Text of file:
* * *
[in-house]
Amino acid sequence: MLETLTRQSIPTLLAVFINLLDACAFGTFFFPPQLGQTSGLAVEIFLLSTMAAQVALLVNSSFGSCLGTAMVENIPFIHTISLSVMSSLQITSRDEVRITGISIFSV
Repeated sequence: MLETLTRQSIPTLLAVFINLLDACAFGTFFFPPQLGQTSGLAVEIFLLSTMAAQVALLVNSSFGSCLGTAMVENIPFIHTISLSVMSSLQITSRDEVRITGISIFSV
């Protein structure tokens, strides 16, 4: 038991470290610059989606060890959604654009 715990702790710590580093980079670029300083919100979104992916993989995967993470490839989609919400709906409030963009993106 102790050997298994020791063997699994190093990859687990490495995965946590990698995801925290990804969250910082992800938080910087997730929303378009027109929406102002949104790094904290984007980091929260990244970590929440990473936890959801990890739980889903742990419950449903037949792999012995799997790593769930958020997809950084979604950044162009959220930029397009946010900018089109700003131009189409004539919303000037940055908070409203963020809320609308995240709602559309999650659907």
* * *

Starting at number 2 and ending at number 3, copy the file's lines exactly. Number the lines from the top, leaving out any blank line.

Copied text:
Amino acid sequence: MLETLTRQSIPTLLAVFINLLDACAFGTFFFPPQLGQTSGLAVEIFLLSTMAAQVALLVNSSFGSCLGTAMVENIPFIHTISLSVMSSLQITSRDEVRITGISIFSV
Repeated sequence: MLETLTRQSIPTLLAVFINLLDACAFGTFFFPPQLGQTSGLAVEIFLLSTMAAQVALLVNSSFGSCLGTAMVENIPFIHTISLSVMSSLQITSRDEVRITGISIFSV